Many voters felt deceived when the true nature of National’s tax cuts were revealed. Only 3000 rich landlords will gain the full $250 per fortnight that many voters thought they were getting.
It’s not just National being deceptive that you should be angry at, you should also be angry at the mainstream media who tricked you.
As Mediawatch on RNZ so devastatingly points out, many of them did…
This week political reporters seized on fresh figures showing the National Party overstated the benefits of its tax cut policy – and accused its leaders of misleading the public. Yet some of them had repeated the party’s spin in their own reports when it was unveiled a month ago – and even praised the ‘political marketing.’
“The National Party has admitted that its much-feted tax cut of $250 a fortnight will only go to 3000 families. Despite knowing that number all along the party is denying it’s mislead the public,” Newshub at 6 told viewers on Thursday.
The revelation followed research from the Labour Party-aligned Council of Trade Unions, and Newshub political reporters spent a full frustrating day trying to pin down National for a response.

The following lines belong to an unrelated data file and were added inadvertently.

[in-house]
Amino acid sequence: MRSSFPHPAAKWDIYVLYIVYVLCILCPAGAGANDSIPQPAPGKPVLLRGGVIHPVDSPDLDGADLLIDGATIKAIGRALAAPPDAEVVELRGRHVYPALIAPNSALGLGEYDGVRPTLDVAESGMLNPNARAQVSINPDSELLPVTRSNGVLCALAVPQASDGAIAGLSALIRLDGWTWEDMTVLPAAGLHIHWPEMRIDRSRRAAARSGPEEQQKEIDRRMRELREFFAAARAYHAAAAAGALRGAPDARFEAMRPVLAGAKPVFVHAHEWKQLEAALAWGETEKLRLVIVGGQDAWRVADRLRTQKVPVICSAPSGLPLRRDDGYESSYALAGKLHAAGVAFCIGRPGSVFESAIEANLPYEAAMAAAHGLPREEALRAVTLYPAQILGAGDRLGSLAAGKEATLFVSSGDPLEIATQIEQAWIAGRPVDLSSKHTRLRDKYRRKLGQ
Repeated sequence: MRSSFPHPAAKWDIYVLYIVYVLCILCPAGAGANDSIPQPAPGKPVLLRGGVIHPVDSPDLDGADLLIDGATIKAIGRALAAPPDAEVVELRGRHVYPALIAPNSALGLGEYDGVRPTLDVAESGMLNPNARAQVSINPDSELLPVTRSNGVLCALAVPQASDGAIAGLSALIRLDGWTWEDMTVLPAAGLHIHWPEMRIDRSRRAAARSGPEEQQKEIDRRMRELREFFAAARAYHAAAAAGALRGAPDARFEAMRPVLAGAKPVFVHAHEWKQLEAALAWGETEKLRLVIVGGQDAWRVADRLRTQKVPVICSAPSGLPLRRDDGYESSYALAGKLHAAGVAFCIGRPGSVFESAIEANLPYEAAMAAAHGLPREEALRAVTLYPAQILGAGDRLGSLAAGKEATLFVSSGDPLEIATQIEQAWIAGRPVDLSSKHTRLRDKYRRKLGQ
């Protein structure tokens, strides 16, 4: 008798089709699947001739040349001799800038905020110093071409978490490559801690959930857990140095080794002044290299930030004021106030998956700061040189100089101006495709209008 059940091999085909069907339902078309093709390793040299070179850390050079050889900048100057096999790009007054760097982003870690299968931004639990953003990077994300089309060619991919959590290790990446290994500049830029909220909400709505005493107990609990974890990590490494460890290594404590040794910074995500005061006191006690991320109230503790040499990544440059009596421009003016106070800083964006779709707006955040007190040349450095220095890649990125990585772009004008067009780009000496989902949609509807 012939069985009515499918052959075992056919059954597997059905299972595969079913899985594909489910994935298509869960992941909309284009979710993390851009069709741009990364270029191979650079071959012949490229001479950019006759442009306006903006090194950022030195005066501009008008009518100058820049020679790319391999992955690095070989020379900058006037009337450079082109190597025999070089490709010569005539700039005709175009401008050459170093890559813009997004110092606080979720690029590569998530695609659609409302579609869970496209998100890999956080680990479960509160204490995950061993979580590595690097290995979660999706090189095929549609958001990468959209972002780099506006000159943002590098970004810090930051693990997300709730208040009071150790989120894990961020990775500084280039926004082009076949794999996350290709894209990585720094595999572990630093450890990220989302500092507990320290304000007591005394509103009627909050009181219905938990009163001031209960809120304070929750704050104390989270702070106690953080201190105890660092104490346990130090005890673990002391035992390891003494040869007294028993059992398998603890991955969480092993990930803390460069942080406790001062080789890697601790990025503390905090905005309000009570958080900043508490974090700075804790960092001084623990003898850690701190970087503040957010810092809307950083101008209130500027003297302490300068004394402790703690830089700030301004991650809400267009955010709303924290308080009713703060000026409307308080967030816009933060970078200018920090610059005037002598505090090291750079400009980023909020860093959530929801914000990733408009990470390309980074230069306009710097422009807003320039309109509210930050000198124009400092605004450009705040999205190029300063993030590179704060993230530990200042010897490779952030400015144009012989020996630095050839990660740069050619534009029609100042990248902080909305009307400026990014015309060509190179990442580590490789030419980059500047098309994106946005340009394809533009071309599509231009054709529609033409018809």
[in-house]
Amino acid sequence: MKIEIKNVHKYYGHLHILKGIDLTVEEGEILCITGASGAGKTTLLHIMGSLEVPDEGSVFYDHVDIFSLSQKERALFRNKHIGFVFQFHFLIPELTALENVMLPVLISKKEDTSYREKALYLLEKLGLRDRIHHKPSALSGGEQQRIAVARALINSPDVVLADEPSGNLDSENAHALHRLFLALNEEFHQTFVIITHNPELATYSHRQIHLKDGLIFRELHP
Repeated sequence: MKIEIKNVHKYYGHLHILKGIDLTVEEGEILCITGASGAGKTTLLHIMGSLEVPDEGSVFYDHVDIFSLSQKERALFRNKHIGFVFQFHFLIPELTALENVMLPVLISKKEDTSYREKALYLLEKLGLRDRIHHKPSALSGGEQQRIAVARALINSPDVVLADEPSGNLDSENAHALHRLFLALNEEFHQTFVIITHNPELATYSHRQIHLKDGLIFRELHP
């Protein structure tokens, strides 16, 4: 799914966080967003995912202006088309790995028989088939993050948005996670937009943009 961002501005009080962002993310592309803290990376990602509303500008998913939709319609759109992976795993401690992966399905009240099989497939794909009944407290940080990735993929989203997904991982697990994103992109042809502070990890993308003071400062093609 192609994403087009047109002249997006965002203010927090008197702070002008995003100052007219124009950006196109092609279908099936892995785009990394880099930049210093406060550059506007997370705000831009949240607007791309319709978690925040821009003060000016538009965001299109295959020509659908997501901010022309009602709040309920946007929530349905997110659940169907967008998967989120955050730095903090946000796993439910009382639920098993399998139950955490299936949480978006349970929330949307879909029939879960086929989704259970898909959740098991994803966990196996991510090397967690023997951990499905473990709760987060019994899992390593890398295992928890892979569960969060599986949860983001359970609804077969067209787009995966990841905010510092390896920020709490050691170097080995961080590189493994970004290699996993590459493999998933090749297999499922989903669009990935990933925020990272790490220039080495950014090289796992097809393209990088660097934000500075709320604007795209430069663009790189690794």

But when National’s policy was first announced back in early September to ease what the party dubbed “the squeezed middle” it included claims an “average income family” with children would benefit.
But Newshub didn’t mention its own reporters were among those who feted the policy in the first place.
And they weren’t the only ones to give National’s maximum fortnightly benefit headline billing when the policy was unveiled.
Families in line for $250 a fortnight under National tax cut, said The Press.
National promises $250 more a fortnight for average households, said Interest.co.nz.
Election 2023: National’s tax plan offers average household with kids $250 and Kiwi worker $50 a fortnight, said The New Zealand Herald.
Under that Herald headline the paper’s deputy political editor Thomas Coughlan pointed out “all the savings are expressed as fortnightly figures rather than weekly figures, making them look larger.”
On Mediawatch, Hayden Donnell pointed out many reports also adopted the National Party’s preferred unit of measurement for people as well – ‘households’ rather than individuals.